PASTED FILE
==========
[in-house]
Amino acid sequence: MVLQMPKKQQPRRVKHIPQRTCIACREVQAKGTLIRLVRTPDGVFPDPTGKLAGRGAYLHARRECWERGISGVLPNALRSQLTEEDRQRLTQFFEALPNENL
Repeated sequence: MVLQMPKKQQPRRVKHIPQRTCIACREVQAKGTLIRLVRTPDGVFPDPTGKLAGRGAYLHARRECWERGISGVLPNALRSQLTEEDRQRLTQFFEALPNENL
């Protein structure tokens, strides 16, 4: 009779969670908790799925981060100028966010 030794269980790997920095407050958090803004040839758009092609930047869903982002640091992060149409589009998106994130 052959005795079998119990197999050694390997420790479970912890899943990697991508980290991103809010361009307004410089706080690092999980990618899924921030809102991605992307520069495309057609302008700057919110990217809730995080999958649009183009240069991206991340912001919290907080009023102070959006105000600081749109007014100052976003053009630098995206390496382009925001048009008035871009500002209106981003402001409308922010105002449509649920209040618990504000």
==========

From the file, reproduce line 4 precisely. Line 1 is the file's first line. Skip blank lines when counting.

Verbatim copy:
């Protein structure tokens, strides 16, 4: 009779969670908790799925981060100028966010 030794269980790997920095407050958090803004040839758009092609930047869903982002640091992060149409589009998106994130 052959005795079998119990197999050694390997420790479970912890899943990697991508980290991103809010361009307004410089706080690092999980990618899924921030809102991605992307520069495309057609302008700057919110990217809730995080999958649009183009240069991206991340912001919290907080009023102070959006105000600081749109007014100052976003053009630098995206390496382009925001048009008035871009500002209106981003402001409308922010105002449509649920209040618990504000």